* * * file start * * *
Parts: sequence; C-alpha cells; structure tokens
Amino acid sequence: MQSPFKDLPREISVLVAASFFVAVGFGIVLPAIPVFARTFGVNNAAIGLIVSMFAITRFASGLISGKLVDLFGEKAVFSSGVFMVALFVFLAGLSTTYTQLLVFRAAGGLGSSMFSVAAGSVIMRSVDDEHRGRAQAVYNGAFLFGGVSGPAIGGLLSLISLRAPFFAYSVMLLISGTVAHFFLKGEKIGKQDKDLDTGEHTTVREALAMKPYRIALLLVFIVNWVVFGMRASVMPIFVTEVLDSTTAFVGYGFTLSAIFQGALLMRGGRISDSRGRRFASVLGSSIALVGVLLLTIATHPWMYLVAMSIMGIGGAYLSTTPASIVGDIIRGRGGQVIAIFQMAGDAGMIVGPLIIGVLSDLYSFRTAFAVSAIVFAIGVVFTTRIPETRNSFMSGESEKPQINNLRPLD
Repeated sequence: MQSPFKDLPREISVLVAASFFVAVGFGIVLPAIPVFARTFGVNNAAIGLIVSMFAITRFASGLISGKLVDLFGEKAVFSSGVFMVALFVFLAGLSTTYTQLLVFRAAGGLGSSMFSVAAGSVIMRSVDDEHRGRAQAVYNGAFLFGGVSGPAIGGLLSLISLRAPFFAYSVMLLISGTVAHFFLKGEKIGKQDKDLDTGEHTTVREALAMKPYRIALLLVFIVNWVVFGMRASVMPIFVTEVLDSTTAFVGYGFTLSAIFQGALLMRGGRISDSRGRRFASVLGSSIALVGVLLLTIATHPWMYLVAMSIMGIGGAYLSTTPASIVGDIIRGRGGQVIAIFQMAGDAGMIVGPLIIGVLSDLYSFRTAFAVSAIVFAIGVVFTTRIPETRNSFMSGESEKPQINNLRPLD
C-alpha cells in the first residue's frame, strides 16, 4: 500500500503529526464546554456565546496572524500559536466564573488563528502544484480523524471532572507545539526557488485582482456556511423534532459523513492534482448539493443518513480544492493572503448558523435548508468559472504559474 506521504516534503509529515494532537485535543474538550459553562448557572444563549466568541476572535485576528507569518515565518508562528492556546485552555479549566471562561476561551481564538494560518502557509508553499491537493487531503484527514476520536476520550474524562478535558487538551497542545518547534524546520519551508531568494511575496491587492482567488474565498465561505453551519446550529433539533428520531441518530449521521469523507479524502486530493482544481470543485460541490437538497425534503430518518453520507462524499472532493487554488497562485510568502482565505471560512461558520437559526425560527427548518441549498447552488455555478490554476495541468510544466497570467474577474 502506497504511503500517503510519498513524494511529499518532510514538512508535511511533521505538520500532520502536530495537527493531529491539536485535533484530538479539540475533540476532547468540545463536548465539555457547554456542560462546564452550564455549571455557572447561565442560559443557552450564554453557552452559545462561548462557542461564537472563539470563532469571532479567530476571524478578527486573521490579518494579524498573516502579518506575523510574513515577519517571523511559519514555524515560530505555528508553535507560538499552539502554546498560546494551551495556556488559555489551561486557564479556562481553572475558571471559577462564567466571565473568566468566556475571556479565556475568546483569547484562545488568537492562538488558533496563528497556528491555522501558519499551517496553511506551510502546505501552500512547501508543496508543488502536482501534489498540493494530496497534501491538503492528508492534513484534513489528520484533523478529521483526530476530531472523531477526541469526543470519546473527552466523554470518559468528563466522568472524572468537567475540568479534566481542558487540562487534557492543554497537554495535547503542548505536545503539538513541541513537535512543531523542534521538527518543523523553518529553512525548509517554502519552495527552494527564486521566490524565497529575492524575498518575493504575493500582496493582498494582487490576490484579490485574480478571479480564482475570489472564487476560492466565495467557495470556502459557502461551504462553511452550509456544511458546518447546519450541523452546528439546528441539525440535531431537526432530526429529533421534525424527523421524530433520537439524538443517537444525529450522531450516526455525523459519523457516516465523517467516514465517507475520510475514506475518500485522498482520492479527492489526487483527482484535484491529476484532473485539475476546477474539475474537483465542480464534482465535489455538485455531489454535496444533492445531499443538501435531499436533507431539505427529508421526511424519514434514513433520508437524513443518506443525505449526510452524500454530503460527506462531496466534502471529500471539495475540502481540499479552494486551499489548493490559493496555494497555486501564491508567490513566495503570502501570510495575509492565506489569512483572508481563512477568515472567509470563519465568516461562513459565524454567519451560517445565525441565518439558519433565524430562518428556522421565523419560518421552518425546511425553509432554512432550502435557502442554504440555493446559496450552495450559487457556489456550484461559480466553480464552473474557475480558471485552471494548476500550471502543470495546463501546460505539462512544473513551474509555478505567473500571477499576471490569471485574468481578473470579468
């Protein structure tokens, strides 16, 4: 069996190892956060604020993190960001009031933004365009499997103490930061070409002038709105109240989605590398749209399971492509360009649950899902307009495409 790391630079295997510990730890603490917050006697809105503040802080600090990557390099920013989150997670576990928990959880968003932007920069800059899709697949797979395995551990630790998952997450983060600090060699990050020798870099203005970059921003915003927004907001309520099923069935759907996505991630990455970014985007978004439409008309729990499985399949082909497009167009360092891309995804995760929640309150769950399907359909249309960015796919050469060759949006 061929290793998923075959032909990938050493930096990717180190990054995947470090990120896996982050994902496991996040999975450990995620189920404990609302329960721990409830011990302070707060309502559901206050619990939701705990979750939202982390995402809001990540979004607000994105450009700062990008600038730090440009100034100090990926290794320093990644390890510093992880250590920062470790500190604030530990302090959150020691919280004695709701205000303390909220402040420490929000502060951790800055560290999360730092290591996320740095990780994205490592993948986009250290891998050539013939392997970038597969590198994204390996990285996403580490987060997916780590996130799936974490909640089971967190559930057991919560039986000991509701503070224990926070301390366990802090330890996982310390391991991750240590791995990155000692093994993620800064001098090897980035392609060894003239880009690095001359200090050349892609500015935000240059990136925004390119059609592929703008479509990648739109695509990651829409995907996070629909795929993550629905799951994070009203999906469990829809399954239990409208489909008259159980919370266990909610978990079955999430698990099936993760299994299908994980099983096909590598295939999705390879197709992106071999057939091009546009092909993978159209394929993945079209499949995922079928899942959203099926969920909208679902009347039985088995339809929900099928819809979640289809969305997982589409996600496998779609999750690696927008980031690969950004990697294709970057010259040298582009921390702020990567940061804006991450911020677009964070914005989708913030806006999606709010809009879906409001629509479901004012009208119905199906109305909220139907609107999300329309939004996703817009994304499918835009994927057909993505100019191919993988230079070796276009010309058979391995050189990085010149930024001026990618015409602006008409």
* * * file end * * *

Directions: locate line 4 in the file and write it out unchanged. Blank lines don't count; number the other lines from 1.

C-alpha cells in the first residue's frame, strides 16, 4: 500500500503529526464546554456565546496572524500559536466564573488563528502544484480523524471532572507545539526557488485582482456556511423534532459523513492534482448539493443518513480544492493572503448558523435548508468559472504559474 506521504516534503509529515494532537485535543474538550459553562448557572444563549466568541476572535485576528507569518515565518508562528492556546485552555479549566471562561476561551481564538494560518502557509508553499491537493487531503484527514476520536476520550474524562478535558487538551497542545518547534524546520519551508531568494511575496491587492482567488474565498465561505453551519446550529433539533428520531441518530449521521469523507479524502486530493482544481470543485460541490437538497425534503430518518453520507462524499472532493487554488497562485510568502482565505471560512461558520437559526425560527427548518441549498447552488455555478490554476495541468510544466497570467474577474 502506497504511503500517503510519498513524494511529499518532510514538512508535511511533521505538520500532520502536530495537527493531529491539536485535533484530538479539540475533540476532547468540545463536548465539555457547554456542560462546564452550564455549571455557572447561565442560559443557552450564554453557552452559545462561548462557542461564537472563539470563532469571532479567530476571524478578527486573521490579518494579524498573516502579518506575523510574513515577519517571523511559519514555524515560530505555528508553535507560538499552539502554546498560546494551551495556556488559555489551561486557564479556562481553572475558571471559577462564567466571565473568566468566556475571556479565556475568546483569547484562545488568537492562538488558533496563528497556528491555522501558519499551517496553511506551510502546505501552500512547501508543496508543488502536482501534489498540493494530496497534501491538503492528508492534513484534513489528520484533523478529521483526530476530531472523531477526541469526543470519546473527552466523554470518559468528563466522568472524572468537567475540568479534566481542558487540562487534557492543554497537554495535547503542548505536545503539538513541541513537535512543531523542534521538527518543523523553518529553512525548509517554502519552495527552494527564486521566490524565497529575492524575498518575493504575493500582496493582498494582487490576490484579490485574480478571479480564482475570489472564487476560492466565495467557495470556502459557502461551504462553511452550509456544511458546518447546519450541523452546528439546528441539525440535531431537526432530526429529533421534525424527523421524530433520537439524538443517537444525529450522531450516526455525523459519523457516516465523517467516514465517507475520510475514506475518500485522498482520492479527492489526487483527482484535484491529476484532473485539475476546477474539475474537483465542480464534482465535489455538485455531489454535496444533492445531499443538501435531499436533507431539505427529508421526511424519514434514513433520508437524513443518506443525505449526510452524500454530503460527506462531496466534502471529500471539495475540502481540499479552494486551499489548493490559493496555494497555486501564491508567490513566495503570502501570510495575509492565506489569512483572508481563512477568515472567509470563519465568516461562513459565524454567519451560517445565525441565518439558519433565524430562518428556522421565523419560518421552518425546511425553509432554512432550502435557502442554504440555493446559496450552495450559487457556489456550484461559480466553480464552473474557475480558471485552471494548476500550471502543470495546463501546460505539462512544473513551474509555478505567473500571477499576471490569471485574468481578473470579468